After all, she has to eventually become her canonical superhero alter-ego if Marvel Studios has grander plans for Monica, right? Her many powers include appearance alteration, flight, superhuman speed, intangibility, invisibility, energy duplication and absorption, and eidetic memory. Her mutation, as well as her strong inclination toward leadership, combat skills and law enforcement training, could spell out the end of Hayward’s S.W.O.R.D. and the rise of another Avenger.

If we dig a little more into our hypothesis based on Darcy’s findings and what we know about the radiation surrounding Westview, the town’s residents might also be changing on a molecular level. Wanda may, in fact, be inadvertently creating Mutants. Did you really think Kevin Feige would let that 20th Century Fox IP go to waste?

Are Billy and Tommy “demon spawn”?

We’ve been left with the same burning question over and over since the twins’ accelerated gestation and birth in Episode 3, followed by their year-skipping childhoods in Episode 5: were Tommy and Billy conceived using slivers of Mephisto’s soul? Uncle Pietro’s comment did point us in the devil-is-in-the-details direction: the Big Bad here could be Beezlebub himself! If we’re to follow the comic book arc that inspired many “WandaVision” events thus far, Tommy and Billy are eventually reabsorbed by Mephisto and, years later, are reincarnated into Young Avengers Speed and Wiccan, respectively.

Pietro’s “demon spawn” label, however, wasn’t the most damning piece of evidence. That came in the form of the grim claymation advert (reminiscent of the Chips Ahoy and California Raisins spots of yesteryear) featuring a shark wearing sunglasses and a starving child isolated on a deserted island. In the child’s moment of vulnerability, a shark conveniently popped out of the ocean to offer him “Yo-Magic” brand yogurt, promising that it would take all of his hunger away. But there was a catch (there’s always a catch!): the yogurt couldn’t be opened. Thus, although the child got what he asked for, the pact was self-defeating. The child withered away and died, unable to satisfy his hunger at all.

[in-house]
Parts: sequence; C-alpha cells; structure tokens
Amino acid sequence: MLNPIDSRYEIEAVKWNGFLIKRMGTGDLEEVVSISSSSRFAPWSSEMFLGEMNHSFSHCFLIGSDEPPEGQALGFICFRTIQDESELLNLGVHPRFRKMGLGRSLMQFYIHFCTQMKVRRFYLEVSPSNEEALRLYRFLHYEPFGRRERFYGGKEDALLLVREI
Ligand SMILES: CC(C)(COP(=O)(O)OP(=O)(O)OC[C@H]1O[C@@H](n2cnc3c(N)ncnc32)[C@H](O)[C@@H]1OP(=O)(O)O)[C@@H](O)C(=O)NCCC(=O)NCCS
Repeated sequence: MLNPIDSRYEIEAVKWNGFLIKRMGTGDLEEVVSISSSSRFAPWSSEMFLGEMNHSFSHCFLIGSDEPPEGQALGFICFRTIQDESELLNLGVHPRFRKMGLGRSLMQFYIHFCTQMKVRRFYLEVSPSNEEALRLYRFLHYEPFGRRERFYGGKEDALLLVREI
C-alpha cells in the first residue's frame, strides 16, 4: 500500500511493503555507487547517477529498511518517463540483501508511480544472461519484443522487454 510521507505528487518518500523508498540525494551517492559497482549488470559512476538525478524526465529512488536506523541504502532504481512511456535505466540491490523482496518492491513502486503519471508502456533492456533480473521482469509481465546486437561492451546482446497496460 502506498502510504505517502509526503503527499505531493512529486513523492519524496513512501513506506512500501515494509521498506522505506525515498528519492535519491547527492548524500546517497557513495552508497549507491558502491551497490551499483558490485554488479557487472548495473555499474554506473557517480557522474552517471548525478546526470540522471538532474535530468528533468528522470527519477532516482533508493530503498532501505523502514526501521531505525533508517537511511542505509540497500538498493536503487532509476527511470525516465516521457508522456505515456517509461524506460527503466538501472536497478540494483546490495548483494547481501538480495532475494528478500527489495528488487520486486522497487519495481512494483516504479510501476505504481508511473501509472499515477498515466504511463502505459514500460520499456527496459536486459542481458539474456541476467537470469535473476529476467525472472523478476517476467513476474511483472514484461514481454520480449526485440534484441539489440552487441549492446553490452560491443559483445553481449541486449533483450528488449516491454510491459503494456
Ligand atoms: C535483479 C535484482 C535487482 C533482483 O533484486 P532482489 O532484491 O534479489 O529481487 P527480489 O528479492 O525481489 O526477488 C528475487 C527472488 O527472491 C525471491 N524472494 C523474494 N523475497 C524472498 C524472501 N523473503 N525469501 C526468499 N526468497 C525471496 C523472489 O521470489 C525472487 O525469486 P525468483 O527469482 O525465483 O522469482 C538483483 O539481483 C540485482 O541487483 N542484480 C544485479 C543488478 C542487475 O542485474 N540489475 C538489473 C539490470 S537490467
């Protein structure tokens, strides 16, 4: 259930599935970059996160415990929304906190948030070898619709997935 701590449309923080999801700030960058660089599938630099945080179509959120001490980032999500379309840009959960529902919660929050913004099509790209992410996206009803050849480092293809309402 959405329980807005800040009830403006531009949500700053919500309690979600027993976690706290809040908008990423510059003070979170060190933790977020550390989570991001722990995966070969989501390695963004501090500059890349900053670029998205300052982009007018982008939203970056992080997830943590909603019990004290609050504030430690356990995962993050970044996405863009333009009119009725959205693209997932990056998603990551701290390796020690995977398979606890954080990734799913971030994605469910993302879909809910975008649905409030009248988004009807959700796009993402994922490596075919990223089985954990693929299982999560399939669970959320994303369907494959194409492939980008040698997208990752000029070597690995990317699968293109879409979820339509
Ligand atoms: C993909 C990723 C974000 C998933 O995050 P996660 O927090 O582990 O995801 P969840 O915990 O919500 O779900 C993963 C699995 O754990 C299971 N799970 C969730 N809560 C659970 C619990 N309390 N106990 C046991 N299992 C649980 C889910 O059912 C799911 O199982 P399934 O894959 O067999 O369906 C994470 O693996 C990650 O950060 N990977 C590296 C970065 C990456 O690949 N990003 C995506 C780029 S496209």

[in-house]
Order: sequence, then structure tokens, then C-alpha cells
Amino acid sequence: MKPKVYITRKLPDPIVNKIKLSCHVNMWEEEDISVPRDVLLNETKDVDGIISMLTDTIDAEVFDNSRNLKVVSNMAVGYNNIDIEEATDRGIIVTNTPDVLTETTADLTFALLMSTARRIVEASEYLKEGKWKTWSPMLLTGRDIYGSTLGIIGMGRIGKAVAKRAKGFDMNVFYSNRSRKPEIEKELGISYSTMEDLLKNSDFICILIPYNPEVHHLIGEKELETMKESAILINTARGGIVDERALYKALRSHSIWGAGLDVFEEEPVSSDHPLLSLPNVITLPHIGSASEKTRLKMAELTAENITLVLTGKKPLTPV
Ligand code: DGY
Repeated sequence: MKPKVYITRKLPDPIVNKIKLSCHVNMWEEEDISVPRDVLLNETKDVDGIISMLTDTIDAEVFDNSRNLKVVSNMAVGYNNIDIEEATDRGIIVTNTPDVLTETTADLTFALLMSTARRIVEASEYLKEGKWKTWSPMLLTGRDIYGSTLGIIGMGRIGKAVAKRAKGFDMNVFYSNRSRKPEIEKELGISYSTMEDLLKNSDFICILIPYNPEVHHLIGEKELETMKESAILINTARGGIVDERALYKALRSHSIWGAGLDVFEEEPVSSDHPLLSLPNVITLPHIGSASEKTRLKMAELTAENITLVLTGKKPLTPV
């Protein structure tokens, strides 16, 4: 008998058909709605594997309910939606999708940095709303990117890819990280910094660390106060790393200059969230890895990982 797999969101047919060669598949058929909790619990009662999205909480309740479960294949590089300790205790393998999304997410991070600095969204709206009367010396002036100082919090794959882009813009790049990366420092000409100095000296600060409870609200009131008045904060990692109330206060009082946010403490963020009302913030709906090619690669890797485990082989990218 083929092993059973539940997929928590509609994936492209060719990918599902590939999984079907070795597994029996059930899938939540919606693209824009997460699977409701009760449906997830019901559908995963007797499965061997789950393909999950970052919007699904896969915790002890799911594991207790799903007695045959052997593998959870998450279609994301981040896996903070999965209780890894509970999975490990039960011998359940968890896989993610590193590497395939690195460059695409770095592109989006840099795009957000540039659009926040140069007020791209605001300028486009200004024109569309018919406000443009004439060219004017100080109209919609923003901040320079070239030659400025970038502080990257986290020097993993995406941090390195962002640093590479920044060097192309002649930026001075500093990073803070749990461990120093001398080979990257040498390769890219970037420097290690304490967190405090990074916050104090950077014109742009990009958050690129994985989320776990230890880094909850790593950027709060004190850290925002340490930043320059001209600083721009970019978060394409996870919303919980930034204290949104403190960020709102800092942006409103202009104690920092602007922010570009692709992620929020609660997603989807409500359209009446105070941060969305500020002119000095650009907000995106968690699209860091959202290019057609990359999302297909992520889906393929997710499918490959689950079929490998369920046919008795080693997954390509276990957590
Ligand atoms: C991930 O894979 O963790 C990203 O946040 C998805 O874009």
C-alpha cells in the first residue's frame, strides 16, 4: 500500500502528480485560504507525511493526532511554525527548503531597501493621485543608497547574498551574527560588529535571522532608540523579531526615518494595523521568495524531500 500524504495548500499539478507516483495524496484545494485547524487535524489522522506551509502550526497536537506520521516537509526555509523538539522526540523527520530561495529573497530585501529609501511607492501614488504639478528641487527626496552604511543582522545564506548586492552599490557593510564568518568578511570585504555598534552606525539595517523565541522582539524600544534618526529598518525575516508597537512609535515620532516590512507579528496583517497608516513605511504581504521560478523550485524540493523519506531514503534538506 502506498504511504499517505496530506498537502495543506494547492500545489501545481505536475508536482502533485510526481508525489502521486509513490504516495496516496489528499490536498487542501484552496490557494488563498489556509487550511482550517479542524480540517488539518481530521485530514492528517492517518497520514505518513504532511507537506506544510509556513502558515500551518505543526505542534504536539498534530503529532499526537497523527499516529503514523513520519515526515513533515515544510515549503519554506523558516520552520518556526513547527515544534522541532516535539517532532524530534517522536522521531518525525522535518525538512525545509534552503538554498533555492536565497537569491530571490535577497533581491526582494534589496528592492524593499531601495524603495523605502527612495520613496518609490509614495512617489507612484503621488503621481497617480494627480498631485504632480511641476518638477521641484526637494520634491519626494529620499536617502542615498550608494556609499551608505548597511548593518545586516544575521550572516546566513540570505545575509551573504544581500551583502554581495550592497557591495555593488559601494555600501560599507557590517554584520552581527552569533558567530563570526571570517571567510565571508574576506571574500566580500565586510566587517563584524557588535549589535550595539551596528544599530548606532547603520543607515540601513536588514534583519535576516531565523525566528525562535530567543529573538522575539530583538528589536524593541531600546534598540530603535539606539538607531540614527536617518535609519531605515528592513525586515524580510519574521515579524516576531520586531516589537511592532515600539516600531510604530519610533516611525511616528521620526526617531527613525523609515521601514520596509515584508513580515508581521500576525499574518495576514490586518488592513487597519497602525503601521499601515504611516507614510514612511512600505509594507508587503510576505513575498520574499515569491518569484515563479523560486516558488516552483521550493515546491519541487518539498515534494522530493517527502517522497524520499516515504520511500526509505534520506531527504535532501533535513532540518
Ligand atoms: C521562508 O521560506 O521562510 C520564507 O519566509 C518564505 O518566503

A Faustian Bargain is a little dark there for the kiddos, don’t you think Marvel Studios? But, that’s exactly what this was: an animated allegory to what happens when you strike a deal with the devil. The pact’s term is based on the German folklore of Doctor Faustus, who surrendered his soul to Mephistopheles in exchange for limitless knowledge and power that gave him everything he could ever want and more. The bargainer recognized that the pact is amoral, but in desperation, went along with the satanic proposal. But, the catch was that what is surrendered is always more precious than what is obtained. Faustian Bargains are, by their nature, tragic.

It’s not the first time Marvel Studios has evoked a Faustian Bargain. Think about the terms and conditions of the Soul Stone in “Avengers: Infinity War” and “Endgame.”

This is all a bunch of conjecture, and the final episodes will indeed reveal the true hidden meaning behind this spooky commercial. Still, Wanda’s admission to Pietro that the last thing she remembered before sitcom wackiness ensued was “feeling completely alone, empty, endless nothingness.” That does make her seem like she was a perfect target for Mephisto.

Time will tell who or what beefed up Wanda’s borscht, though.

“WandaVision” streams new episodes Fridays on Disney Plus.